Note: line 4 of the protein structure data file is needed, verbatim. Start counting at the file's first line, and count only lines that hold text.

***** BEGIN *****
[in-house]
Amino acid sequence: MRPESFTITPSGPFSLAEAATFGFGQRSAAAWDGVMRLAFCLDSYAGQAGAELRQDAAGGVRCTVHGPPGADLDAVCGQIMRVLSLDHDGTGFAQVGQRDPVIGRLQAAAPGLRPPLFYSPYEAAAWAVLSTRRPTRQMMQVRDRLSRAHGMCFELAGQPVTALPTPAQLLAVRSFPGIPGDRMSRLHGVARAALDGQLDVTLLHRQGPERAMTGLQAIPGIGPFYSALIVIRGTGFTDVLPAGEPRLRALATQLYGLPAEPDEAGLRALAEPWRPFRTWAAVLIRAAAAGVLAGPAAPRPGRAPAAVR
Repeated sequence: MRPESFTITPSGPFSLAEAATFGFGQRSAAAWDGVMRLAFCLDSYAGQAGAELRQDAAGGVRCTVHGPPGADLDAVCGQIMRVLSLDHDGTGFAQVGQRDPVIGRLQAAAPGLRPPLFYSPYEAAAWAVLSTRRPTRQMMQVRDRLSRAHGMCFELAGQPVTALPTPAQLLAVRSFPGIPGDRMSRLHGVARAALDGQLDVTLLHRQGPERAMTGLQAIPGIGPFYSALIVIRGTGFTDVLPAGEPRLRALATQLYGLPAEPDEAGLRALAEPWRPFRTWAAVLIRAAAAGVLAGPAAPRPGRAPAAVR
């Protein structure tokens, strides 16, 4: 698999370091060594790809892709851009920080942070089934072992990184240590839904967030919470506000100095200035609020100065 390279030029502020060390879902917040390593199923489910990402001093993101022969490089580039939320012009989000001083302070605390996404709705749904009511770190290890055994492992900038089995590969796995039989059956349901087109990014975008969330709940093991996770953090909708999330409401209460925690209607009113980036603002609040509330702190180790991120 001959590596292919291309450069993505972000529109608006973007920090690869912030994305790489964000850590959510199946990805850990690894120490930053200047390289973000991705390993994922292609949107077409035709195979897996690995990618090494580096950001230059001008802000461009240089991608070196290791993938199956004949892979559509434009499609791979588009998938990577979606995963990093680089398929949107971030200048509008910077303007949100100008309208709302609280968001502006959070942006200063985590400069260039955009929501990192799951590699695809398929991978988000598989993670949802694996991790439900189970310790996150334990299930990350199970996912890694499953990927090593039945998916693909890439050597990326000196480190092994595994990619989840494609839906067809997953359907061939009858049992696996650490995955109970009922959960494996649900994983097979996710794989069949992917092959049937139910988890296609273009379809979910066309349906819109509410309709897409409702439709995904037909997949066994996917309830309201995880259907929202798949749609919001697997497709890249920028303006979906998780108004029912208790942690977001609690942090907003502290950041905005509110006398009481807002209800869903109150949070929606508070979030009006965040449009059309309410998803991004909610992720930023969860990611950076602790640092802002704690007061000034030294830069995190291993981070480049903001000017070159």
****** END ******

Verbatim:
């Protein structure tokens, strides 16, 4: 698999370091060594790809892709851009920080942070089934072992990184240590839904967030919470506000100095200035609020100065 390279030029502020060390879902917040390593199923489910990402001093993101022969490089580039939320012009989000001083302070605390996404709705749904009511770190290890055994492992900038089995590969796995039989059956349901087109990014975008969330709940093991996770953090909708999330409401209460925690209607009113980036603002609040509330702190180790991120 001959590596292919291309450069993505972000529109608006973007920090690869912030994305790489964000850590959510199946990805850990690894120490930053200047390289973000991705390993994922292609949107077409035709195979897996690995990618090494580096950001230059001008802000461009240089991608070196290791993938199956004949892979559509434009499609791979588009998938990577979606995963990093680089398929949107971030200048509008910077303007949100100008309208709302609280968001502006959070942006200063985590400069260039955009929501990192799951590699695809398929991978988000598989993670949802694996991790439900189970310790996150334990299930990350199970996912890694499953990927090593039945998916693909890439050597990326000196480190092994595994990619989840494609839906067809997953359907061939009858049992696996650490995955109970009922959960494996649900994983097979996710794989069949992917092959049937139910988890296609273009379809979910066309349906819109509410309709897409409702439709995904037909997949066994996917309830309201995880259907929202798949749609919001697997497709890249920028303006979906998780108004029912208790942690977001609690942090907003502290950041905005509110006398009481807002209800869903109150949070929606508070979030009006965040449009059309309410998803991004909610992720930023969860990611950076602790640092802002704690007061000034030294830069995190291993981070480049903001000017070159």